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Dissecting the Classics – National Lampoon’s Christmas Vacation

December 22, 2018 | Posted by Aaron Hubbard

Welcome to Dissecting the Classics . In this column, I analyze films that are almost universally loved and considered to be great. Why? Because great movies don’t just happen by accident. They connect with initial audiences and they endure for a reason. This column is designed to keep meaningful conversation about these films alive.


National Lampoon’s Christmas Vacation

Wide Release Date:
Directed By: Jeremiah S. Chechik
Written By: John Hughes
Produced By: John Hughes & Tom Jacobson
Cinematography By: Thomas E. Ackerman
Edited By: Jerry Greenberg & Michael A. Stevenson
Music By: Angelo Badalamenti
Production Company: John Hughes Entertainment
Distributed By: Warner Bros.
Starring:
Chevy Chase as Clark W. Griswold
Beverly D’Angelo as Ellen Griswold
Randy Quaid as Cousin Eddie Johnson

What Do We All Know?

Last summer, one of the films I covered was National Lampoon’s Vacation, one of only a few comedies I’ve covered on this column. Doing so was definitely a set-up for covering this film as my Christmas selection, as it’s impossible to review the sequel in a vacuum. So, if you haven’t read my review of the original film, you can do so here before moving onto this one. While Christmas Vacation is not the first or last sequel to Vacation, it is the stand out. Much like the first, it became a cable television stable and through repeated viewings as earned its place as an unironic holiday classic, one that’s passed down from the generation that saw it first and onto the generations that have watched the film with their parents. But does it deserve to be?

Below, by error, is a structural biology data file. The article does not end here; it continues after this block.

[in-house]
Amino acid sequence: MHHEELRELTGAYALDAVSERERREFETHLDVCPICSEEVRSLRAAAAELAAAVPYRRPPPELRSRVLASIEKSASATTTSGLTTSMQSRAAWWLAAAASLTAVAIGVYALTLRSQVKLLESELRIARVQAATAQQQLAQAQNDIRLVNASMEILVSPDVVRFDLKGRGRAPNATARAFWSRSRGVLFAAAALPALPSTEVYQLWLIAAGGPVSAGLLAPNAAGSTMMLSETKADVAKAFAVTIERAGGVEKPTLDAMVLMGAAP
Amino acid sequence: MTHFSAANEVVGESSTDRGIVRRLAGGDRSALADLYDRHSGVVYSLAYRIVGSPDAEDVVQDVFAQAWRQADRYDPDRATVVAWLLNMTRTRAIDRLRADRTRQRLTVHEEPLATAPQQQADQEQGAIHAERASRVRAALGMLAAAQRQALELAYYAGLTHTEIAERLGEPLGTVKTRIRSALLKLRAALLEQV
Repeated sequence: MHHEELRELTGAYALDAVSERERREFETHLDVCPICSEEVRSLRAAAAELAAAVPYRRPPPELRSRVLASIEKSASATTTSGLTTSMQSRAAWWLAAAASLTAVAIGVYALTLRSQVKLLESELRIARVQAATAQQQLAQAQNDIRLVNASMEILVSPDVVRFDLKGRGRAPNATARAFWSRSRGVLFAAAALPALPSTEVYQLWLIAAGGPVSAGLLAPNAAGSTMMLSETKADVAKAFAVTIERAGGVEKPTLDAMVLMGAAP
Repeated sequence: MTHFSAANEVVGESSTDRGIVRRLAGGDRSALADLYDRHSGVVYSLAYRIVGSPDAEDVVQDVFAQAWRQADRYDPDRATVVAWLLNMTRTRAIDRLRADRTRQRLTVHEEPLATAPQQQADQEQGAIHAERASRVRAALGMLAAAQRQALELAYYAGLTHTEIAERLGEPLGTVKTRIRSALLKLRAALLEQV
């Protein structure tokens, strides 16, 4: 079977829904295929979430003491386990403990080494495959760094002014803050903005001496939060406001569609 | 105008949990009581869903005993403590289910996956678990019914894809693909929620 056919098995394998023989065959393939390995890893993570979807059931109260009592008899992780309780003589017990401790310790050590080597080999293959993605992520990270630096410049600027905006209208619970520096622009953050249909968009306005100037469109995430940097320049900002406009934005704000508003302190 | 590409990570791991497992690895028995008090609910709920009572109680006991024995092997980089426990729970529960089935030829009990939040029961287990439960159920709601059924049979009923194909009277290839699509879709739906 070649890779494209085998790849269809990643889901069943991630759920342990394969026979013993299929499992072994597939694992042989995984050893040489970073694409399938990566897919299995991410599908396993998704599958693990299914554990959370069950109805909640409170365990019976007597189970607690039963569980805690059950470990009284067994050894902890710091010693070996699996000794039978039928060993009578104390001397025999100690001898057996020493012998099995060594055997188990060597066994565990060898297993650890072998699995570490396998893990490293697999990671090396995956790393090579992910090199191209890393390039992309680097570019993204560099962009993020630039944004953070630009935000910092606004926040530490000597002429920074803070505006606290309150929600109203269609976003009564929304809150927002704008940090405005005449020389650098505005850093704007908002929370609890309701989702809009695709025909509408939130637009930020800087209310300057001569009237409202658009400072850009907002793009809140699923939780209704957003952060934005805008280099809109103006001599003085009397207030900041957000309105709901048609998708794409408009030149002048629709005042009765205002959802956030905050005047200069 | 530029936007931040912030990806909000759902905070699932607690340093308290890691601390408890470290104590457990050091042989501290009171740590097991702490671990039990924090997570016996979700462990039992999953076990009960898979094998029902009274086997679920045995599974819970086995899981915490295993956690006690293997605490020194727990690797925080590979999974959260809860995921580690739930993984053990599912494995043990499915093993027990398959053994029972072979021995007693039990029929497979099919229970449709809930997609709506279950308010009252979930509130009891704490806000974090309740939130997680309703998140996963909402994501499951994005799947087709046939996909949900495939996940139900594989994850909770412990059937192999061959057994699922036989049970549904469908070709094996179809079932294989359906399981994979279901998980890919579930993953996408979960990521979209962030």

What Went Right?

This is not going to be an especially long column. It’s the holiday season and I’ve got things to do and people to see. And that more or less sums up this movie, to be honest. The very simple premise is “What does Clark W. Griswold, not our average everyday fool, do when it’s Christmas?” The film works because it does what Vacation did – it gives Chevy Chase a movie to carry and a great supporting cast to help him out. Randy Quaid’s role as Cousin Eddie is more pronounced and we meet a half dozen in-laws, but this is still a movie about Clark trying to make sure his family has the best possible Christmas. And the world is against him, mishaps happen and we laugh at Clark’s reaction to all of it.

Where Christmas Vacation differs is that it is more explicit in showing the simple nobility of Clark. In the first film, he rolled with the punches, made jokes and did his best not to let things affect his plans. Here, we see Clark visibly disappointed by his inability to get the lights to work, we see him trying harder to get along with his extended family despite them being difficult, and we seem him emotionally devastated by not getting his Christmas bonus. It’s still funny and easy going, but there’s more weight to it. And the film drops the cynicism entirely for a sequence where Clark watches old Christmas tapes while trapped in an attic. We are made to understand that Clark is the spirit guide of every father who tried to make Christmas work in the face of adversity, and it becomes a highly sentimental and resonant film for that reason. It is a perfect tonal balance for holiday viewing.